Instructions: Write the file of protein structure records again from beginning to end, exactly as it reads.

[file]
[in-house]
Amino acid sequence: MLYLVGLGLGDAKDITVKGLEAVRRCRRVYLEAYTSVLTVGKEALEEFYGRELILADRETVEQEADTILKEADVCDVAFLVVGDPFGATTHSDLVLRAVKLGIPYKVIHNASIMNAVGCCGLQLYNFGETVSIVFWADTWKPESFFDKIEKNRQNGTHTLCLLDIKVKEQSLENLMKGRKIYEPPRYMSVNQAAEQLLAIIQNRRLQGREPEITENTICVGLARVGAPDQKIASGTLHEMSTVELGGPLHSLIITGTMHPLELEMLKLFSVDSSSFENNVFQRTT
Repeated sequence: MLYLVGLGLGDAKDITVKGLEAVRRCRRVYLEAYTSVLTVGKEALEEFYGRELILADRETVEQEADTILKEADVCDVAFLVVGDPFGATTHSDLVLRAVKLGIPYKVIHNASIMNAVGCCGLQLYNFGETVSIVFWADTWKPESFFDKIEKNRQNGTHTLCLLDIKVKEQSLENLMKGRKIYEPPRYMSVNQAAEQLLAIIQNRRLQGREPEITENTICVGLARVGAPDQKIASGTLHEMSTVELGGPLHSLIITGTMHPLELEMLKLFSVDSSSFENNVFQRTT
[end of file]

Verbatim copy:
[in-house]
Amino acid sequence: MLYLVGLGLGDAKDITVKGLEAVRRCRRVYLEAYTSVLTVGKEALEEFYGRELILADRETVEQEADTILKEADVCDVAFLVVGDPFGATTHSDLVLRAVKLGIPYKVIHNASIMNAVGCCGLQLYNFGETVSIVFWADTWKPESFFDKIEKNRQNGTHTLCLLDIKVKEQSLENLMKGRKIYEPPRYMSVNQAAEQLLAIIQNRRLQGREPEITENTICVGLARVGAPDQKIASGTLHEMSTVELGGPLHSLIITGTMHPLELEMLKLFSVDSSSFENNVFQRTT
Repeated sequence: MLYLVGLGLGDAKDITVKGLEAVRRCRRVYLEAYTSVLTVGKEALEEFYGRELILADRETVEQEADTILKEADVCDVAFLVVGDPFGATTHSDLVLRAVKLGIPYKVIHNASIMNAVGCCGLQLYNFGETVSIVFWADTWKPESFFDKIEKNRQNGTHTLCLLDIKVKEQSLENLMKGRKIYEPPRYMSVNQAAEQLLAIIQNRRLQGREPEITENTICVGLARVGAPDQKIASGTLHEMSTVELGGPLHSLIITGTMHPLELEMLKLFSVDSSSFENNVFQRTT